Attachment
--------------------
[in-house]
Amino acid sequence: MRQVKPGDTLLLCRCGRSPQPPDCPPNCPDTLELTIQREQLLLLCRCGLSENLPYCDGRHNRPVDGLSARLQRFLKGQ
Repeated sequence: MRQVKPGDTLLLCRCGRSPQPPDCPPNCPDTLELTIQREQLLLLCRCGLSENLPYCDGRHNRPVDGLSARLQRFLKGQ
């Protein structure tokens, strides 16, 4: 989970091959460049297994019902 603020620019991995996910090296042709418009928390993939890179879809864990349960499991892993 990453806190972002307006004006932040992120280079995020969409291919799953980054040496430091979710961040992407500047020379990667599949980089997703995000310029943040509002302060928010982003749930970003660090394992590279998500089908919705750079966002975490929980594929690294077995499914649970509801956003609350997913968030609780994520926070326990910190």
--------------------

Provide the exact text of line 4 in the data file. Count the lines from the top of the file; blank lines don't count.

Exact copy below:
């Protein structure tokens, strides 16, 4: 989970091959460049297994019902 603020620019991995996910090296042709418009928390993939890179879809864990349960499991892993 990453806190972002307006004006932040992120280079995020969409291919799953980054040496430091979710961040992407500047020379990667599949980089997703995000310029943040509002302060928010982003749930970003660090394992590279998500089908919705750079966002975490929980594929690294077995499914649970509801956003609350997913968030609780994520926070326990910190």